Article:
Art, the Artist and Ethics in Wilde's Picture of Dorian Gray


  • Zrinka Frleta Lecturer, Department of Tourism and Communication Studies, University of Zadar, Croatia



aestheticism, Dorian Gray, art, ethics, beauty, artist


This paper examines ideological and philosophical premises of aestheticism, presented in Wilde's critical essays (The Critic as Artist and The Decay of Lying), and epigrams in the preface to the novel The Picture of Dorian Gray, which both offer a philosophical context to the novel. Aestheticism emphasized that art can not be subordinated to moral, social, religious and didactic goals, because its ultimate goal is art itself, l'art pour l'art (art for art's sake). „Art never expresses anything but itself.“ „All bad art comes from returning to Life and Nature, and elevating them into ideals.“ „Life imitates Art far more than Art imitates Life.“ „Lying, the telling of beautiful untrue things, is the proper aim of Art.“ (Wilde, 1891). The relations between art and reality (concealment of reality) and art and ethics (an ethical function of art) have been explored through the interaction of the characters of Basil Hallward and Sibyl Vane with Dorian Gray. The paper also examines the role of the artist, his morality in the process of creating and experiencing the work, and the influence of the work of art on the artist himself/herself.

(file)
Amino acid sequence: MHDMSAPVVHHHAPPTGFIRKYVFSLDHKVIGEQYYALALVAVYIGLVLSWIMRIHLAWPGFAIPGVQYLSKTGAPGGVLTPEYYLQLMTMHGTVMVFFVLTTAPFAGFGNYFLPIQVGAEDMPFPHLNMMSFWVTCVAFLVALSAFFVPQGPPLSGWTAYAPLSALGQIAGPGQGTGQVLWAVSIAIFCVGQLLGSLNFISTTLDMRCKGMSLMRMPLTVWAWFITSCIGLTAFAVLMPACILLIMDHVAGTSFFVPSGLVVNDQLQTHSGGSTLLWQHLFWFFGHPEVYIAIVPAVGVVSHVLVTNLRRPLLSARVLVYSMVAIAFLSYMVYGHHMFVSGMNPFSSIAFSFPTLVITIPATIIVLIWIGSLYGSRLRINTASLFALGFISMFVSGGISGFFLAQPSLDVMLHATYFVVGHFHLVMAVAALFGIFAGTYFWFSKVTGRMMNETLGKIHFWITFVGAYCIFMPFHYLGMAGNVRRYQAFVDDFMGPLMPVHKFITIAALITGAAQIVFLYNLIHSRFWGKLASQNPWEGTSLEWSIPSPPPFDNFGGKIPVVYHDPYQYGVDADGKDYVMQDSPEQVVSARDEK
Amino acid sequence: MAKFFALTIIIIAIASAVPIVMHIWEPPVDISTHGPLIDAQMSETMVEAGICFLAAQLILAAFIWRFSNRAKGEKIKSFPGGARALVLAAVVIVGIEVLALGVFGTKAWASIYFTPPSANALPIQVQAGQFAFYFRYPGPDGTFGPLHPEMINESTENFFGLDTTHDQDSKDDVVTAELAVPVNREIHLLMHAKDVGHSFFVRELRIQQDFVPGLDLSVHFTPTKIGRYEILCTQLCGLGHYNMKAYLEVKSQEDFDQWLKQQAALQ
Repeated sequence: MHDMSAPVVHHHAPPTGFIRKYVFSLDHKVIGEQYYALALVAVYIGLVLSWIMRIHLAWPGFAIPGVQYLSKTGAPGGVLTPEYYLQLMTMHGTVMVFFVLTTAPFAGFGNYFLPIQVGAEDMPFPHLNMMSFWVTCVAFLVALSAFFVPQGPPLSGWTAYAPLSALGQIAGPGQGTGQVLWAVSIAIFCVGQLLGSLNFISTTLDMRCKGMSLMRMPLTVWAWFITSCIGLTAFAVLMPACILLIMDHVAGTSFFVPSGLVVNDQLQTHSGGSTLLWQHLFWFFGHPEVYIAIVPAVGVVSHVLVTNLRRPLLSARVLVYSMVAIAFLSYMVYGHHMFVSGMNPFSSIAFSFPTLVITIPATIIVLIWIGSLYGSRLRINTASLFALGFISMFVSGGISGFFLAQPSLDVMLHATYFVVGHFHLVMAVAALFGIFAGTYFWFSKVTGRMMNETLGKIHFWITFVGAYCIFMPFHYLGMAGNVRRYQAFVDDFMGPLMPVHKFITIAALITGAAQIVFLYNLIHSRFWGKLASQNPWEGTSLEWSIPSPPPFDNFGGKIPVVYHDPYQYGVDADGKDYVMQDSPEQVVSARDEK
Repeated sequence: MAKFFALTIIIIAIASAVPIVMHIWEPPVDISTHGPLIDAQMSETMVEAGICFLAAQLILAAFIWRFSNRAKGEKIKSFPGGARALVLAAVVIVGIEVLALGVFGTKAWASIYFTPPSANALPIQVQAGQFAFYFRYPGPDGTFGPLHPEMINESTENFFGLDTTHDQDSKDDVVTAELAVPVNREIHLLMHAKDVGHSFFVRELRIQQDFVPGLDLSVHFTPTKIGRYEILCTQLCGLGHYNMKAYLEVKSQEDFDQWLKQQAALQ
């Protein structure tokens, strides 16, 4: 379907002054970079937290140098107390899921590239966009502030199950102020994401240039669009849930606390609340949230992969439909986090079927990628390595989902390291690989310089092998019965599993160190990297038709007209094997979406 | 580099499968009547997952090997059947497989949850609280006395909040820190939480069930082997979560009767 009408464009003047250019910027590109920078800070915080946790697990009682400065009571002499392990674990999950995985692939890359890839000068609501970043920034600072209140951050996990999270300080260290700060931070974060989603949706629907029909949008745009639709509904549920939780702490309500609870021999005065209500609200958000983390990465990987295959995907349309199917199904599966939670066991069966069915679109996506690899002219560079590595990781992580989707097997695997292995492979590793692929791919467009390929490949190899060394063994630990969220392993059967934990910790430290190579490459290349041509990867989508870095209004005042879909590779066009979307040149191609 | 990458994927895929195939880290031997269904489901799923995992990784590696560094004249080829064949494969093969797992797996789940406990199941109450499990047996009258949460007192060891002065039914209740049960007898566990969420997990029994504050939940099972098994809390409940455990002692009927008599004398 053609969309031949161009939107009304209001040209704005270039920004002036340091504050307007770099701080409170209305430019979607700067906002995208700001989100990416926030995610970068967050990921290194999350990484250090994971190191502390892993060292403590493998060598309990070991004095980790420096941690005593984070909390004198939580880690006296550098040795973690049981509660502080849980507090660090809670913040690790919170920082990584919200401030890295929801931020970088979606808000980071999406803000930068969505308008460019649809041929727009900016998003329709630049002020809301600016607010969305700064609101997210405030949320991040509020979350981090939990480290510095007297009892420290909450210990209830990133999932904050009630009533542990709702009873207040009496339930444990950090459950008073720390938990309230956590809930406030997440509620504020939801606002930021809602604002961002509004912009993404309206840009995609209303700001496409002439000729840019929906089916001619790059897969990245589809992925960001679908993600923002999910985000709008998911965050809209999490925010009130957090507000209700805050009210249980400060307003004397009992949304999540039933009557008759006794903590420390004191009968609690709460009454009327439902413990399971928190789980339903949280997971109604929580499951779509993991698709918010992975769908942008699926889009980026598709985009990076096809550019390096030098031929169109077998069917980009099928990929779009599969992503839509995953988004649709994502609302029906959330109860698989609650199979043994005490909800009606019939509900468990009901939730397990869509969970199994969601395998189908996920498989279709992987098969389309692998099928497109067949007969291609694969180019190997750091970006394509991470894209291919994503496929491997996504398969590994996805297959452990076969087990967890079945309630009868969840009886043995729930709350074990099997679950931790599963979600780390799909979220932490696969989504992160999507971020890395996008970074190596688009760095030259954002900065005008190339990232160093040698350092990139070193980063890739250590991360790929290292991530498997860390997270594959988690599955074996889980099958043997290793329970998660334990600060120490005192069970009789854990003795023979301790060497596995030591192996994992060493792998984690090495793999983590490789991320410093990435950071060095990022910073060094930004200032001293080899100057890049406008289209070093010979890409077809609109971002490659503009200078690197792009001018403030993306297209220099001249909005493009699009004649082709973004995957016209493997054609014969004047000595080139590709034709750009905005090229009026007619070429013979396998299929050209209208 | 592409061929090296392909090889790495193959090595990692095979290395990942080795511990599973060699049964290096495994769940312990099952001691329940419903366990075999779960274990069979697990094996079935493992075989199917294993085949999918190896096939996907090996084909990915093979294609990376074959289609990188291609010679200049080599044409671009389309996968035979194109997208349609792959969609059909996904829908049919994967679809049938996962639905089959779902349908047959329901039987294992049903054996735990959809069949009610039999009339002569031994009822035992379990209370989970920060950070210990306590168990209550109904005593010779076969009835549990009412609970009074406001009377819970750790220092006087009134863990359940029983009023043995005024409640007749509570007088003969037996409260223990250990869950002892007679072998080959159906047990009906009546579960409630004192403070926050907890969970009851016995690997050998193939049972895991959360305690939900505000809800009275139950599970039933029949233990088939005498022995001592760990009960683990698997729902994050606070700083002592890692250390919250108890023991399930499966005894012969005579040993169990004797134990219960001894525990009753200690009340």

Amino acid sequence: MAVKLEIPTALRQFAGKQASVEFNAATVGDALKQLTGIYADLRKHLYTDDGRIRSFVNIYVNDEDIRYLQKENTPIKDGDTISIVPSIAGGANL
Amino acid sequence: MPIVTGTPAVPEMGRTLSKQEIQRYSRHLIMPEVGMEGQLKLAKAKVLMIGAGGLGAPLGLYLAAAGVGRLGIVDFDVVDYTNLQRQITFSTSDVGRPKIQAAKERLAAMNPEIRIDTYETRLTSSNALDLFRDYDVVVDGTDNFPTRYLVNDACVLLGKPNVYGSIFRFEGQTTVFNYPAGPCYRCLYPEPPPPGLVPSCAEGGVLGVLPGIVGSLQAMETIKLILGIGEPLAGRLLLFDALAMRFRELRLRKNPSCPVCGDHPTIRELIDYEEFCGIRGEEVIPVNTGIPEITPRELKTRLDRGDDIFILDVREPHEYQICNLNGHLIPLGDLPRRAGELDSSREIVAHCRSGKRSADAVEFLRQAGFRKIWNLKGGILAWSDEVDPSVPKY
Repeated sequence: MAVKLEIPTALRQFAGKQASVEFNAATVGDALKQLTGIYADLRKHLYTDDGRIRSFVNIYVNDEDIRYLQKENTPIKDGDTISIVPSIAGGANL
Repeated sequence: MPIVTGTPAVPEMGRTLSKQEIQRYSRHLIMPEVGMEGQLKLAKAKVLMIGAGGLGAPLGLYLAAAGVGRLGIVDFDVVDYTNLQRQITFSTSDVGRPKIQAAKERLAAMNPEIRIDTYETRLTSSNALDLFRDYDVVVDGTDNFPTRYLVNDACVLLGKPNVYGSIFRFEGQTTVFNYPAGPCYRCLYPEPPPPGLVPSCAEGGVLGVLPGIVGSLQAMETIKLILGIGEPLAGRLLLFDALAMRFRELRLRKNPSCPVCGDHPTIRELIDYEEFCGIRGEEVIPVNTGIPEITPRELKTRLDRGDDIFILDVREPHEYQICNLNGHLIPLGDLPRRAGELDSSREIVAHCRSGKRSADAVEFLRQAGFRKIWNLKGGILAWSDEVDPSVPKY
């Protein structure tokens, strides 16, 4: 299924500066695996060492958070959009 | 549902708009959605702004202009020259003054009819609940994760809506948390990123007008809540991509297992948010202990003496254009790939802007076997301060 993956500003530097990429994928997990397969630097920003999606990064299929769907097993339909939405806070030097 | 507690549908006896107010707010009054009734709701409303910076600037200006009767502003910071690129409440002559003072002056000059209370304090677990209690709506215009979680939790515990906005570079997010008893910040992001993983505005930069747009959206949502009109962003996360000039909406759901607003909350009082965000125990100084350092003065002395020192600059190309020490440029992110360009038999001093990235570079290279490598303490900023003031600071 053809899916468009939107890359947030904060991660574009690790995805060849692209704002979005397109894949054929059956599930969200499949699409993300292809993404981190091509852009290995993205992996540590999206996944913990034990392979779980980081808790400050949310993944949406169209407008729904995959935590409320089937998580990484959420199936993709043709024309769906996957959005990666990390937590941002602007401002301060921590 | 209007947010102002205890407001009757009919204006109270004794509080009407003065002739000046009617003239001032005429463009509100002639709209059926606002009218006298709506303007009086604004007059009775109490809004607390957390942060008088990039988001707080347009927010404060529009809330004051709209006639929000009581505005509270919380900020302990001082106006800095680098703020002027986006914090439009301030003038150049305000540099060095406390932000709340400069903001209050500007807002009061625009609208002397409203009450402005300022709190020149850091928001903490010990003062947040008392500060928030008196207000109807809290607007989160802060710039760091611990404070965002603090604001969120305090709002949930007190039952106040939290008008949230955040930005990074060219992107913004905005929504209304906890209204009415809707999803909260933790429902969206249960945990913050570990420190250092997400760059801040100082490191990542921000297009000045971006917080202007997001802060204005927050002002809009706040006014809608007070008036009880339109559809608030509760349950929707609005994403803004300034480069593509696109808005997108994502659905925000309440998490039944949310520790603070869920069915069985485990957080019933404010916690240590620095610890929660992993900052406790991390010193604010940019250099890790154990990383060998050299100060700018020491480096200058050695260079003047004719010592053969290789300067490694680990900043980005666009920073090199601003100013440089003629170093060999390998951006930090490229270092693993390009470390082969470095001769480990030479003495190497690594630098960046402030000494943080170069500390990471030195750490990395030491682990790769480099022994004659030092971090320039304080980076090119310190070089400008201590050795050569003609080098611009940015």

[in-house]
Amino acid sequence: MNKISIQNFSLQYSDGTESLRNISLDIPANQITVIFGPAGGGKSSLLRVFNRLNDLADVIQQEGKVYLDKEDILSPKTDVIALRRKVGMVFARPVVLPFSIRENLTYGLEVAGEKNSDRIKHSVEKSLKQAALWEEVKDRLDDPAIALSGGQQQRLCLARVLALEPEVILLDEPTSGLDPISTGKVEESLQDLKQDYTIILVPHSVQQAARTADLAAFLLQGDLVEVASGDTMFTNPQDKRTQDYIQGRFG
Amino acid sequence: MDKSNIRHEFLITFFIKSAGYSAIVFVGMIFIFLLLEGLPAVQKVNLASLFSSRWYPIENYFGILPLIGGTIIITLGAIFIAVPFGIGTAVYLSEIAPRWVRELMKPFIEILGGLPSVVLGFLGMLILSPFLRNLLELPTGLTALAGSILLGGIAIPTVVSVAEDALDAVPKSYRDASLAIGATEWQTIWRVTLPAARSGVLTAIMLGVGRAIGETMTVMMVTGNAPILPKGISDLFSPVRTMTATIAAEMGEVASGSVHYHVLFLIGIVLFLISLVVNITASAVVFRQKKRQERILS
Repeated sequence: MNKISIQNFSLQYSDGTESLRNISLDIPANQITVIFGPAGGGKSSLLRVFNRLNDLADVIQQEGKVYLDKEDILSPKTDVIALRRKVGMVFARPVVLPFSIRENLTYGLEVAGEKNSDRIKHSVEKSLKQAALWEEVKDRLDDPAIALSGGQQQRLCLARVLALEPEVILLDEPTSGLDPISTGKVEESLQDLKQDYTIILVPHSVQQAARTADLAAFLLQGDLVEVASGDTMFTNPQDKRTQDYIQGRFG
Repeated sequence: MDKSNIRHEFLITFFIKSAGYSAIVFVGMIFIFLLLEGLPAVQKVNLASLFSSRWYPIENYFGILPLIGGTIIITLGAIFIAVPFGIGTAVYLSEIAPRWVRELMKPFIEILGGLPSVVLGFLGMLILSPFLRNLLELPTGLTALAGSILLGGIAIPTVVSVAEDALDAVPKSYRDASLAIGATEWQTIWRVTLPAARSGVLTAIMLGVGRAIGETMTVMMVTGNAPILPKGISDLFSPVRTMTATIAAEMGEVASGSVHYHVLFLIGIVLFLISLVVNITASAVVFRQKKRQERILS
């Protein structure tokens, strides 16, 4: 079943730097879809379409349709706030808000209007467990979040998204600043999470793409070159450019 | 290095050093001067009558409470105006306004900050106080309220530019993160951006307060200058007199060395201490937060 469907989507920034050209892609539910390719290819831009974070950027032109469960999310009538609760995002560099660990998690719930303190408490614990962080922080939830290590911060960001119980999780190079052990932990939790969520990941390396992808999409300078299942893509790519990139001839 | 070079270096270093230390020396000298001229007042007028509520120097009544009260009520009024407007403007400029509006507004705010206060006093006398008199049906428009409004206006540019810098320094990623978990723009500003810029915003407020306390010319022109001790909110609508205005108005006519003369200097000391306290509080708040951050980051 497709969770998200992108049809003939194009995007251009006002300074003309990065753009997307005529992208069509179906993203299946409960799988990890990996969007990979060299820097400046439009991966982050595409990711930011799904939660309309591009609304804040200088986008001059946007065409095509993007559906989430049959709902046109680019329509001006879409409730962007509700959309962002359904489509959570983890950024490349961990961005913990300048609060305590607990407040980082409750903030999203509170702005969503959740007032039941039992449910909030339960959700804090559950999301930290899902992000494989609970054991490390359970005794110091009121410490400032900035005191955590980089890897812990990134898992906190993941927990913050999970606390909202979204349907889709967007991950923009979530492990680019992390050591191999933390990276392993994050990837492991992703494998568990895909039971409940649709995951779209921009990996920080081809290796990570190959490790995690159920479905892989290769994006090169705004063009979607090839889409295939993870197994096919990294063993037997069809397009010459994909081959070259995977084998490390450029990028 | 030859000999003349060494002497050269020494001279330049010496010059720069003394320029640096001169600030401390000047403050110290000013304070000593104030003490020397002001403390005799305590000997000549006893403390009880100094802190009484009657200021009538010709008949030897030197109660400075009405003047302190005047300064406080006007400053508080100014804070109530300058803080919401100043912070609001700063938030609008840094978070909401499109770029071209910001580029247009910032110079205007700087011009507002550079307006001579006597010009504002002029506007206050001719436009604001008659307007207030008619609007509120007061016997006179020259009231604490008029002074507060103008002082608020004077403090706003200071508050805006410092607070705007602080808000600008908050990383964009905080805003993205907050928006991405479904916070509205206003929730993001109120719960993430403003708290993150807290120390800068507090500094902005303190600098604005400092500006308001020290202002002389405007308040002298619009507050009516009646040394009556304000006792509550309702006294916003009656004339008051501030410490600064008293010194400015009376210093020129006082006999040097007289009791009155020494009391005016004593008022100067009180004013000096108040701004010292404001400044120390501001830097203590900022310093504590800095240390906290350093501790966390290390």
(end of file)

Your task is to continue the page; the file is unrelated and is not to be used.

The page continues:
How to Cite

Frleta, Z. (2017). Art, the Artist and Ethics in Wilde’s Picture of Dorian Gray. European Journal of Interdisciplinary Studies, 3(4), 18–21.